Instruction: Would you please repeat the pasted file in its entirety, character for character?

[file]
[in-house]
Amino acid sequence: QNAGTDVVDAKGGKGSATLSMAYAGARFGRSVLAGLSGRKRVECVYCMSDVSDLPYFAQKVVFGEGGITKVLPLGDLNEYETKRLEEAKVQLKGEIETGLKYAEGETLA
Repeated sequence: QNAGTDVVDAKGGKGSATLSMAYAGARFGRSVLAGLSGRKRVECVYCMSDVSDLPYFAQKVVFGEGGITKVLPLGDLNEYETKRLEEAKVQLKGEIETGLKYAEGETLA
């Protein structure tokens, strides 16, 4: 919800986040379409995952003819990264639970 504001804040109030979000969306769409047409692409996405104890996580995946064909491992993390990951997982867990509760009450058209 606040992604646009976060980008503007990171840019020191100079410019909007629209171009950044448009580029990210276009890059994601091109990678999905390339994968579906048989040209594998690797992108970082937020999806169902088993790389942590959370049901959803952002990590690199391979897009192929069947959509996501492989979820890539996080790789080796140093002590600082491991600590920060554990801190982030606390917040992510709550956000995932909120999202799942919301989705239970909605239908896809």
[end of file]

[in-house]
Amino acid sequence: QNAGTDVVDAKGGKGSATLSMAYAGARFGRSVLAGLSGRKRVECVYCMSDVSDLPYFAQKVVFGEGGITKVLPLGDLNEYETKRLEEAKVQLKGEIETGLKYAEGETLA
Repeated sequence: QNAGTDVVDAKGGKGSATLSMAYAGARFGRSVLAGLSGRKRVECVYCMSDVSDLPYFAQKVVFGEGGITKVLPLGDLNEYETKRLEEAKVQLKGEIETGLKYAEGETLA
């Protein structure tokens, strides 16, 4: 919800986040379409995952003819990264639970 504001804040109030979000969306769409047409692409996405104890996580995946064909491992993390990951997982867990509760009450058209 606040992604646009976060980008503007990171840019020191100079410019909007629209171009950044448009580029990210276009890059994601091109990678999905390339994968579906048989040209594998690797992108970082937020999806169902088993790389942590959370049901959803952002990590690199391979897009192929069947959509996501492989979820890539996080790789080796140093002590600082491991600590920060554990801190982030606390917040992510709550956000995932909120999202799942919301989705239970909605239908896809």